Personal loans are readily available, but you should avoid easy loans, credit card debt.

It all started with a harmless text message. Software engineer, Ujjwal, 29, was looking for money to reimburse a friend. For his photographic trip to Malaysia, he had to borrow 50,000 Rs because he decided to also visit neighboring Vietnam. He was worried about using his credit card abroad, so he asked his colleague to wire the money. Two months later, it was time to pay his colleague back.

The bank’s text message offered a lot, and the best part was that this loan wouldn’t be added to her credit card limit. Ujjwal took a bite of the hook and took out a loan of Rs 1 lakh for three years.

Situation sheets

Over the months, Ujjwal has been approached by other banks. It is always nice to hear about your high credit score. The sweet talk makes even a demanding borrower feel good. Ujjwal was delighted and he felt the need to oblige everyone. New credit cards, new digital lending platforms, and even a few friends working at non-bank finance companies (NBFCs) made him great loan deals.

The best credit card companies gave him three more cards. From Rs 2 lakh, his credit limit became Rs 15 lakh on four cards. Still paying minimum dues for each of his cards, Ujjwal’s credit card debt has skyrocketed. He was offered a personal loan to reduce credit card interest charges. The personal loan salesperson asked him to take a larger amount in case he faced an emergency. Once he succeeded in reducing the Equivalent Monthly Payments (EMI) of the credit card from Rs 26,000 to Rs 18,000 EMI on the personal loan, Ujjwal also started to roll over the personal loan. Each time he took a new loan, the personal loan organization asked him to take more than the outstanding amount.

What he did wrong
Four years after his trip to Malaysia and Vietnam, Ujjwal was into loans. His loan requirement of a mere Rs 50,000, had increased to Rs 6 lakh. Over half of his salary was used to pay EMI for the Consolidated Personal Loan.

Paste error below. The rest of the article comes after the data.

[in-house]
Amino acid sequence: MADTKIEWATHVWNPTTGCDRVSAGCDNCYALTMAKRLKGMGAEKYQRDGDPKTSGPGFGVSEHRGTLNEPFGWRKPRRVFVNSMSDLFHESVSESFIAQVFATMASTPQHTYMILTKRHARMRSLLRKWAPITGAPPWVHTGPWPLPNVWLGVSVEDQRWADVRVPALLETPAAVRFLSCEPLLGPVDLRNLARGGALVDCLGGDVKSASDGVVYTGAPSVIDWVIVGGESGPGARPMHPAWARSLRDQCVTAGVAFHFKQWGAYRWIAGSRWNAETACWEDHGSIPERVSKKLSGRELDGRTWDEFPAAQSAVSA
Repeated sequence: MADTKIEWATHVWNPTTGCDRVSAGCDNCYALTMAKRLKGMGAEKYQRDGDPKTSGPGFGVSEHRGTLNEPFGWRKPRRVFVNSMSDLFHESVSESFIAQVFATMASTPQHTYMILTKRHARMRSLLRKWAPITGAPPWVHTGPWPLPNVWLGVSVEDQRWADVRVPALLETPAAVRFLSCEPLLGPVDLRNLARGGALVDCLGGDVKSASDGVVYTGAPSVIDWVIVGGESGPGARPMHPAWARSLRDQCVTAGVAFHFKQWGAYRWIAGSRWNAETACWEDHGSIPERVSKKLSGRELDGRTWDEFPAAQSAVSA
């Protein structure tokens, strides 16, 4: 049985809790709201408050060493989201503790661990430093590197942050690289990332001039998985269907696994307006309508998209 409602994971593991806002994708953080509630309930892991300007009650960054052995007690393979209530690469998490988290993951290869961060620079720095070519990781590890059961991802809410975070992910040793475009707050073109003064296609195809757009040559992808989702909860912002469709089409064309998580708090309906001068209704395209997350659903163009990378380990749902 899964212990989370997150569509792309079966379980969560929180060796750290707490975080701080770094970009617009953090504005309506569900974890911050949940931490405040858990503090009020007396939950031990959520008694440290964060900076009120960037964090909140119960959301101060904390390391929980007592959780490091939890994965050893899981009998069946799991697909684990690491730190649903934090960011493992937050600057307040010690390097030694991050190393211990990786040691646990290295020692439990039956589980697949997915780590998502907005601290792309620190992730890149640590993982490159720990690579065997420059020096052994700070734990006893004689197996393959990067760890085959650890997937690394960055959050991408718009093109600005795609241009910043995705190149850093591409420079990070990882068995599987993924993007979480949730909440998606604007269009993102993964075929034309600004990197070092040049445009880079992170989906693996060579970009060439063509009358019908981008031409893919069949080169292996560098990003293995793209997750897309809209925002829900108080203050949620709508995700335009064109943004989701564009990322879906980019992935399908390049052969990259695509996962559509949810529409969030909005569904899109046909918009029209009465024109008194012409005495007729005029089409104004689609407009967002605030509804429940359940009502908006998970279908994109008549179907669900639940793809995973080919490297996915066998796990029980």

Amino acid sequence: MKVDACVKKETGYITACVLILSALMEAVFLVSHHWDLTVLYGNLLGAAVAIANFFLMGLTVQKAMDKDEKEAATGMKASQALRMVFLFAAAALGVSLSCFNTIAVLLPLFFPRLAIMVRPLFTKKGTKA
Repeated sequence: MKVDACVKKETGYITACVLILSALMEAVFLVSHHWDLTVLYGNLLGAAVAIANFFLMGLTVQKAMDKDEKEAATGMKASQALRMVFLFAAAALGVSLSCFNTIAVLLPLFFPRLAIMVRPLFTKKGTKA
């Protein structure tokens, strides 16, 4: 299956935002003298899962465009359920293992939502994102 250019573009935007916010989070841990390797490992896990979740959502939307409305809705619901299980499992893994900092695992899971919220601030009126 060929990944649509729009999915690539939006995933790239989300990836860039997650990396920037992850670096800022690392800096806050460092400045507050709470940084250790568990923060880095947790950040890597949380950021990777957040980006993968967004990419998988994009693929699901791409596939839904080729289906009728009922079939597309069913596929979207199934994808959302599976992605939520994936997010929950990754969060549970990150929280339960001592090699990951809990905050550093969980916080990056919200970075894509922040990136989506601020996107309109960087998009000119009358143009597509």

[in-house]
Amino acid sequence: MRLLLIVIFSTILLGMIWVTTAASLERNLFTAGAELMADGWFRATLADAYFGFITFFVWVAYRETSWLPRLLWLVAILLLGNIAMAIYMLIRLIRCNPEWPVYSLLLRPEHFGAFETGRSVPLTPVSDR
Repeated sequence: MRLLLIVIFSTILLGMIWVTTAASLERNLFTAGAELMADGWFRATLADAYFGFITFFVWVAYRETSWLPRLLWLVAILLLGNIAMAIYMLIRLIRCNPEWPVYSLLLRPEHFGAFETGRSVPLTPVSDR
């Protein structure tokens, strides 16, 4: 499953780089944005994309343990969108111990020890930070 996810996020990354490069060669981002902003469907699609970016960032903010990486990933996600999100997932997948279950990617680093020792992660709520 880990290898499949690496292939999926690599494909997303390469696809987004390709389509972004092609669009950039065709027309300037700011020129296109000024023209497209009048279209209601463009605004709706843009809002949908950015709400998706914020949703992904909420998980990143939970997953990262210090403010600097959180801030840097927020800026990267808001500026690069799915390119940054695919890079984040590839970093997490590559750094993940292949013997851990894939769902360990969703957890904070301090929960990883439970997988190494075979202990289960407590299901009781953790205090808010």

Where did Ujjwal go wrong?
First, Ujjwal started out as a creditworthy client, who later got into over-indebtedness. It was an easy decision for financial institutions to lend him. However, the borrower must exercise restraint. Just because someone is offering attractive loans, that doesn’t mean you should take them.

Second, like many gullible borrowers, Ujjwal has fallen into the vortex of credit cards and personal loans. Credit cards charge interest rates ranging from 30-42% per year. Such a high interest rate means that you should never use credit cards for a loan term of one to two years. Once the outstanding amount begins to accumulate, the entire loan becomes too large, due to the high interest rate.

Third, paying the minimum overdue payments on credit cards is a big mistake. It is the minimum amount that has the maximum impact. Try to pay all credit card dues, not just the minimum amount. Any amount you do not pay incurs interest.

Fourth, Ujjwal got into more debt even as he tried to deal with the situation. In order to reduce the interest charges on his four credit cards, he took out a personal loan. However, he took additional funds. More funds means more debt, which leads to more repayments.

Finally, we should only assume this unsecured debt that can be repaid easily. Generally, you shouldn’t take more than 20% of your monthly income in unsecured loan repayments.

Watch this Zee Business video

-The repayment of unsecured debt, which includes personal loans and credit cards, should not exceed more than 20% of your monthly income
-Try to pay all credit card dues, not just the minimum amount, as any amount you don’t pay attracts interest

By: Anil Rego
(The writer is CEO and Founder of Right Horizons)

Source: DNA of Money

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